GHB, BANNED IN JULY OF 2003
Build up to the ban: Release doesn't have much data on recreational GHB use before the ban, as it was only really popular in relatively small circles. For the same reason, not a huge amount is known about the market, beyond the fact it was very small. Dempster didn't notice any changes in the lead up to the ban, either.
Immediate impact: Nothing changed, according to Dempster.
Short-term: Dempster pointed out that GHB was mostly used by a relatively small number of people in the gay community, and that shortly after the ban came into effect, sections of this community began to feel as if they'd been criminalised.
Long-term: According to Release, the fact that there's only a small, niche market for GHB means it's unlikely there will have been any significant shifts in market behaviour. There was a rise, however, in the use of GBL – a chemically-similar substance that converts to GHB once it's ingested – until it too was banned in 2009. Dempster thinks the ban might have caused some people to switch to drugs that are easier to get hold of, but it hasn't had much effect on overall use, with GHB, like mephedrone, now popular on the chemsex scene.
KETAMINE, BANNED IN JANUARY OF 2006
Build up to the ban: No noticeable changes, according to Dempster and Release. While a few surveys were carried out about ketamine use before it was made a class C drug, none were thorough enough to produce any meaningful data. A study in 2001 found that 20 percent of employed drug users in night clubs had used ketamine, which seems like a weirdly specific set of criteria, but shows the drug was pretty popular at the time.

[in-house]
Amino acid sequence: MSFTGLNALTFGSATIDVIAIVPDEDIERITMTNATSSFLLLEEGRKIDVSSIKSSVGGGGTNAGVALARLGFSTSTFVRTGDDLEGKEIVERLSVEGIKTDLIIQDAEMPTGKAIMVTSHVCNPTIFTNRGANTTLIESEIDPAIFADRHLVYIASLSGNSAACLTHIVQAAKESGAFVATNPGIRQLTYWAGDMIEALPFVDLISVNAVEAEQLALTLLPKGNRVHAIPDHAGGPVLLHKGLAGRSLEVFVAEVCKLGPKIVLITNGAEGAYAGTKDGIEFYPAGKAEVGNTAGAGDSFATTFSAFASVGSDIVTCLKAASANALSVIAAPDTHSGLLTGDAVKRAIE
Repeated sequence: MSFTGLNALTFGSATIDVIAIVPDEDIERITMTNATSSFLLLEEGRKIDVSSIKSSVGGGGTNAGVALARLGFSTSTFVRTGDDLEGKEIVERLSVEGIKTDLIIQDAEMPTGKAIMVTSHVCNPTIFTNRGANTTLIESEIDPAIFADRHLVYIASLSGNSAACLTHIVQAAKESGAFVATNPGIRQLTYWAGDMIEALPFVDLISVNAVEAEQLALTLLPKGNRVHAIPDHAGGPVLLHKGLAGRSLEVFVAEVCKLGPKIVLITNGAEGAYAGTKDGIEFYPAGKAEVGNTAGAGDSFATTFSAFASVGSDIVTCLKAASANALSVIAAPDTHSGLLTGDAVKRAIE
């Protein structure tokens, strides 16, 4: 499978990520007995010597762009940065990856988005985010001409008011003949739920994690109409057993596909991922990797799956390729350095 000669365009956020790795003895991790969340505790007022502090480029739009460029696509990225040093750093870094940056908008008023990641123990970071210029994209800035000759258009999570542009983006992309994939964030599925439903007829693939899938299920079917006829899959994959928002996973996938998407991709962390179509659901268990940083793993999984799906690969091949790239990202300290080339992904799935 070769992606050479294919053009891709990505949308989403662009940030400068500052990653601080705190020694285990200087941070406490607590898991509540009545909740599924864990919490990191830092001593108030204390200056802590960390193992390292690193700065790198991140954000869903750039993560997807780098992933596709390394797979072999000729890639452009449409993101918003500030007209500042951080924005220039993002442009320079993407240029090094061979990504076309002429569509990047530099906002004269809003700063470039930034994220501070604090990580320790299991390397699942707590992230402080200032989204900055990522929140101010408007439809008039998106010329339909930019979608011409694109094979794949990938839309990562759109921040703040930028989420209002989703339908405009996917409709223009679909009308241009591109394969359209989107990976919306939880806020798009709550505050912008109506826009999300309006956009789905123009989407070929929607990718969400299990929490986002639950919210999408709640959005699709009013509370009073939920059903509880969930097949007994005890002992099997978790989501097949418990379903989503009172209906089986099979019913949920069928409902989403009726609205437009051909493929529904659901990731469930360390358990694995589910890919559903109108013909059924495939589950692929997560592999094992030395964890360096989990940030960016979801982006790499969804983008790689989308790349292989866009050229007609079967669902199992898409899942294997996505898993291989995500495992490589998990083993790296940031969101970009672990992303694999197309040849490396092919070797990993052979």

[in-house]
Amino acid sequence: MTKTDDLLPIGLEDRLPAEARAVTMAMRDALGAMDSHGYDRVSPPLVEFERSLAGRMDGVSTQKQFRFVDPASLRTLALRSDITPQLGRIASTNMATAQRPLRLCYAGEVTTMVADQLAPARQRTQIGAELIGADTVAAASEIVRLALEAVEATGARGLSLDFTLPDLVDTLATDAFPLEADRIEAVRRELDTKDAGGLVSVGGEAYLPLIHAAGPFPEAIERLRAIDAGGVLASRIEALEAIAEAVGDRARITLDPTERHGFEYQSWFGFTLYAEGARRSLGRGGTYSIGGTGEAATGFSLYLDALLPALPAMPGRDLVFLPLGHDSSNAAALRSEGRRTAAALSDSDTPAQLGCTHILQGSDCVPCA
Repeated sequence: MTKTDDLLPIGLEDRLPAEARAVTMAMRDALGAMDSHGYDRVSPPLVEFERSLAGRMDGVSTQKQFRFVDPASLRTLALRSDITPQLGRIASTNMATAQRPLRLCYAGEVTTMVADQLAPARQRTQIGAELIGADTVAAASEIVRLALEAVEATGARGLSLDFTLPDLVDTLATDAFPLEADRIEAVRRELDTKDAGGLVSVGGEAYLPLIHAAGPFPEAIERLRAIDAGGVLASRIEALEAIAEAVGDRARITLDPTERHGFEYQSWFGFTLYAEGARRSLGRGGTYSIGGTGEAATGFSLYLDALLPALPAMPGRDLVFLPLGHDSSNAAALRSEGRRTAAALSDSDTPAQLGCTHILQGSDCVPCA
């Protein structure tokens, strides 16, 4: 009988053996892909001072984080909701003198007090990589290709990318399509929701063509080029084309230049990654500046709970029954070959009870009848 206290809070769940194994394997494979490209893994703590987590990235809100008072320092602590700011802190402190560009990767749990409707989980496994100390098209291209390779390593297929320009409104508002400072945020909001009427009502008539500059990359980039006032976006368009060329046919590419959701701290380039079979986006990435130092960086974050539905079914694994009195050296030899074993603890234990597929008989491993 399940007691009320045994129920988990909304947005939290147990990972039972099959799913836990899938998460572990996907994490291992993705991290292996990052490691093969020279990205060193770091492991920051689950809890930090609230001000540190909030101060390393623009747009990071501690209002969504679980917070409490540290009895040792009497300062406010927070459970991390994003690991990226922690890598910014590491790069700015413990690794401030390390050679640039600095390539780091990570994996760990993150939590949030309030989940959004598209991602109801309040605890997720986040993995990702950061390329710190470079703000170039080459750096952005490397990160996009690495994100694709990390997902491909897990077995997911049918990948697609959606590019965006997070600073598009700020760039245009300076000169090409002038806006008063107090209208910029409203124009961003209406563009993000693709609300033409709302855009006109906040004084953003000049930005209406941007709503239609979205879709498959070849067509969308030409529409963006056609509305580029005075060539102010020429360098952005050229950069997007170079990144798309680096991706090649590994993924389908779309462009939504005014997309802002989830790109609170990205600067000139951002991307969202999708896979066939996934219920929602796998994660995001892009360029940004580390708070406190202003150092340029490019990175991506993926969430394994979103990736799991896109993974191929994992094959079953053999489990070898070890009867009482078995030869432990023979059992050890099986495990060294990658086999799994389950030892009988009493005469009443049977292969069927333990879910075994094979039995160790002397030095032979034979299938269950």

Immediate impact: No noticeable change in use. Ketamine was also far less likely to be cut a decade ago, so there were no major changes to the purity.
Short-term: Use doubled between 2006 and 2008, so if the ban was intended to stop people using the substance – which it definitely was – it failed fairly spectacularly.
Long-term: Use increased from 0.8 percent to 1.4 percent between 2006 and 2015, with ketamine being bumped up to a class B drug in 2014 after it became clear that heavy use was seriously harmful; a number of users had to have their bladders removed, while others died after the drug gradually took its toll on their bodies.
KHAT, BANNED IN JUNE OF 2014
Build up to the ban: No noticeable change.
Immediate impact: Some British "khat houses" – which were essentially community centres for people from the Horn of Africa where khat was chewed – closed down or switched to selling coffee.
Short-term: The price of khat started to go up, and fresh khat began to get rarer. Some users changed their substance of choice from khat to alcohol. Dried and powdered khat started becoming more popular.
Long-term: Khat now costs up to £230 per kilo, compared to the £12 per kilo that it was available for prior to the ban. There have been reports of hospitalisations linked to the use of dried khat. Dempster pointed out that more people in Ethiopian and Somali communities who would otherwise have been classed as law-abiding citizens find themselves on the wrong side of the law due to involvement with khat. Release highlighted the fact that the ban now provides the authorities with another excuse to stop and search young Somalis.
To summarise, the effects that banning these substances had ranged from "very little" to "extremely negative". Control was handed to street dealers, minority communities were criminalised and the market was flooded with impure and inferior drugs. Most importantly: besides magic mushrooms – and the data for them is based on a dubious survey – banning these drugs didn't stop anyone from taking them. In the case of ketamine, the number of users actually went up.
British lawmakers have a long history of just flat-out ignoring the advice of the drug experts they pay to advise them, and nothing's changed on that front with the Psychoactive Substances Act. You'd hope, then, that at least their memories of these drug policy failings would act as some kind of back-up buffer against all that stubbornness – but, sadly, it looks like they're just ignoring those too.